Sewanee Eats connects students to off-campus food

By Katharine Hall

Contributing Writer

 

Sewanee Eats, a new food delivery service founded by students Tari Kandemiri (C’18), Blaise Iradukunda (C’18), and Daniel Evans (C’18) officially launched on Sunday, March 5.  The new service designed for the Sewanee community—available to students, faculty, and the surrounding community—will bring food from local restaurants to customers in their dorms or houses, in their study spots, and even at parties and other events.

 

The idea came to Iradukunda while he and Evans were on their way home from Nashville with some friends over the summer.  They spent a lot of time thinking and planning until they spoke with Kandemiri at the beginning of second semester, and the three began to put their idea into action.  

 

Kandemiri thought Sewanee Eats was a cool idea and is excited to use what she has learned in her computer science and business classes. Evans feels the same way and is eager to use the codes he creates for class to actually make something.

 

The service’s website SewaneeEats.com allows customers to place orders for food from different restaurants in the area.  Customers pay with Venmo or card, and Sewanee Eats delivers the food to the location of the customer’s choice.  The goal is to connect people and their favorite foods and restaurants.

 

The service officially kicked off on March 5, with the first of many weekly specials.  For the specials, Sewanee Eats chooses a certain restaurant, generally somewhere students don’t normally go, and allows customers to place their order starting Saturday night or Sunday Morning.  Customers can order anything on the menu that Sewanee Eats provides, customized to their liking with accessories and sauces, and Sewanee Eats will bring the orders to campus early in the week.  They will also bring extra food for people who do not get a chance to order.

 

The first weekly special, Chick-fil-A, helped them jump-start the service.  They created a Facebook event to spread the word and told their friends.  “I think the response from students has been really positive,” Kandemiri says, and she is “super thankful for that.”   According to Evans, Sewanee Eats received “over 30 orders in a span of just about a day and a half, right up until the closing.”

 

After Spring Break, in addition to the weekly specials, Sewanee Eats plans to begin on-demand orders, where customers will be able to order food from the restaurant of their choosing to be delivered whenever they want.  Once they fill out their order online, they receive an email confirmation with an overview of the order.  The food will then be delivered to the location of their choice.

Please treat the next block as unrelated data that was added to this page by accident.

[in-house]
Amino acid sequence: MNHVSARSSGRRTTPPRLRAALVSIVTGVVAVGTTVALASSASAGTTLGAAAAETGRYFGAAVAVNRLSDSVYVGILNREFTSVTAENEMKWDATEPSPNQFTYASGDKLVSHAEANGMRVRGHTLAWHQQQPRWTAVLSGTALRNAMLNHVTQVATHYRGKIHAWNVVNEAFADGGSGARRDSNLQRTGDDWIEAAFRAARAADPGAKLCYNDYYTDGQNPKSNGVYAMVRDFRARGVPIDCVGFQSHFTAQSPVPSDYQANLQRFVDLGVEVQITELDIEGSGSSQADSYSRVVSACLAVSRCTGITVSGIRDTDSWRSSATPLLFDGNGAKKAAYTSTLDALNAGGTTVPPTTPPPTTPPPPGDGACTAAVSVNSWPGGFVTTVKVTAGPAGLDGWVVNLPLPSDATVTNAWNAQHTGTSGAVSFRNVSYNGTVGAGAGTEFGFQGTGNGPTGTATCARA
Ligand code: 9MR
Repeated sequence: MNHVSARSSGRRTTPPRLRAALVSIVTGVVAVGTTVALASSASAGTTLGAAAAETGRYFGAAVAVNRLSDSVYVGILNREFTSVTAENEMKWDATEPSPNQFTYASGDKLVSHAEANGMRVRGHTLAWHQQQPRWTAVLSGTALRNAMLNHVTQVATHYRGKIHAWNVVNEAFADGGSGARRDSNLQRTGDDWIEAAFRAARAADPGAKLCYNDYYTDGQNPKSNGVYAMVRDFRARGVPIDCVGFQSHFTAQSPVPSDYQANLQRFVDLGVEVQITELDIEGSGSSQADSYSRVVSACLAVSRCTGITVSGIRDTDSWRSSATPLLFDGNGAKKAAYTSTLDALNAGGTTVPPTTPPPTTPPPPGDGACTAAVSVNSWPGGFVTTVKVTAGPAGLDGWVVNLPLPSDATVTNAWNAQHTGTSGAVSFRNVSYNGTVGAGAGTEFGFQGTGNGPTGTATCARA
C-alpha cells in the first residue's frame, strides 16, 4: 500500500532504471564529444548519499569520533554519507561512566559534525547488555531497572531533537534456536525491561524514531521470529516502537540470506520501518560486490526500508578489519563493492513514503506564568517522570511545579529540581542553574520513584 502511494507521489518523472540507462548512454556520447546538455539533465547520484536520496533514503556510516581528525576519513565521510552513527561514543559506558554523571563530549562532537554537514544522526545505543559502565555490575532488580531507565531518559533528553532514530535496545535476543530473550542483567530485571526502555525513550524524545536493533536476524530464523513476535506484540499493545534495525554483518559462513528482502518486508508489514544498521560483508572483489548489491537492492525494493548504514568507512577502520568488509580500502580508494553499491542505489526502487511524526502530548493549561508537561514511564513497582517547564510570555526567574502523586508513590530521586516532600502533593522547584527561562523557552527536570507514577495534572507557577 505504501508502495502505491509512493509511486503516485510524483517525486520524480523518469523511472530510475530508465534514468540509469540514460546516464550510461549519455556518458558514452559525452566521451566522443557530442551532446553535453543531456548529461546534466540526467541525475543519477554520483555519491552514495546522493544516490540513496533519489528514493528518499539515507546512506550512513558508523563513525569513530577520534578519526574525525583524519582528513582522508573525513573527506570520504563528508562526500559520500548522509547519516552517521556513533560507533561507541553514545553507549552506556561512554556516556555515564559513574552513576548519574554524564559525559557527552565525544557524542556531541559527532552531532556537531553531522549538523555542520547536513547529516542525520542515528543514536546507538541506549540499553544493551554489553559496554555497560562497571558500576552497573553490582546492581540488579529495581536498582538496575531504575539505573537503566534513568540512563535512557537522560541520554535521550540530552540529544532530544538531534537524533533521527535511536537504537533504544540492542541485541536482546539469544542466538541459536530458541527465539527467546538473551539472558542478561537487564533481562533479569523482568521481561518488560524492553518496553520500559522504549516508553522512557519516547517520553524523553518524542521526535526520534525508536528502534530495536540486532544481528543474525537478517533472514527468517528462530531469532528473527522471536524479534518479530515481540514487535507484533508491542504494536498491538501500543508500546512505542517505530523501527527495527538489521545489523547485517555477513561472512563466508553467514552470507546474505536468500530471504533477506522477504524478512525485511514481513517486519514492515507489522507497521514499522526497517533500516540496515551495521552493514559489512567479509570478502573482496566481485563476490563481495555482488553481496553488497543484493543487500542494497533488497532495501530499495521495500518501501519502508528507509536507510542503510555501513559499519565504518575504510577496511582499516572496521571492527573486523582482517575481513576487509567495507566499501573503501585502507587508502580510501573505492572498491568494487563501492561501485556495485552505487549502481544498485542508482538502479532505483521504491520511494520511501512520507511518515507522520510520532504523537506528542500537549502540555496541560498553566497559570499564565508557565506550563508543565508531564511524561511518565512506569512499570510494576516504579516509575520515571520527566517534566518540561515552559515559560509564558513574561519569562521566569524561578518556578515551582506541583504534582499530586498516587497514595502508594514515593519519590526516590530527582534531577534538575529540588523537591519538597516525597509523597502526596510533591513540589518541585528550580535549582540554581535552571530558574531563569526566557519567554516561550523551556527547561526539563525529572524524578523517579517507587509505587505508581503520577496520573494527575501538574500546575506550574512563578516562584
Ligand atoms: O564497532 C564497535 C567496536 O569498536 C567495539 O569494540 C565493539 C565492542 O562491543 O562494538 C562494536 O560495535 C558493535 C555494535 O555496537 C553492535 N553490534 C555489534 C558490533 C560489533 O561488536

Sewanee Eats also plans to give out promo codes so customers can get discounts on their orders.  These codes will be found on the website, social media, flyers, and stickers, ensuring that everyone can see them and get the discounts.  Sewanee Eats wants to make sure this service is accessible to everyone, allowing them to get what they want.  As the company evolves, they want to make sure their prices are appropriate, so they don’t alienate anyone.

 

Kandemiri and Evans share that they hope the new service will stimulate the local economy.  It will provide more access to restaurants so that Sewanee residents will be more likely to buy their food.  They think Sewanee Eats may end up benefitting the university as well, as students will probably be more likely to order from Pub and Stirling’s if they can have it delivered to their dorm and don’t have to walk there.  

 

They also think it will be great for late nights when students might want Waffle House, or on hangover mornings when they don’t want to go to McClurg. Evans suggests they may even deliver students food from McClurg.

 

The creators are very excited for the future of their business.  “Let me tell you what—we’ve got plans,” Evans says.  They are hoping to make an application that people can use on their phones to make the business even more convenient.  If they are successful, they will consider allowing customers to order more than just food from restaurants, such as groceries or items from CVS.  Evans and Kandemiri point out that they will not be delivering alcohol, though.  The company is only in its initial stages now, but they are going to keep pushing and making improvements.

 

Kandemiri says that it is “really crazy to see something you’ve worked on come to life.”  Sewanee Eats is now an official business, and Kandemiri, Evans, and Iradukunda find that they are not only using what they have learned in their classes, but they are learning a lot more as they continue to develop the company.  

 

They each have their own strengths they contribute to the company, but they say they have all learned a lot from each other so that “now the lines are blurring between our specific jobs,” according to Evans.  

 

Kandemiri says they have had “a lot of people we may not know personally say how much they love the idea” and that they are hopeful for the success of the company.  Everyone loves food, so they hope that this will be a way of bringing people together.

 

For more information about Sewanee Eats, visit their website SewaneeEats.com or follow them at @SewaneeEats on Instagram and Twitter.

 

Pull quote:  Everyone loves food, so they hope that this will be a way of bringing people together.

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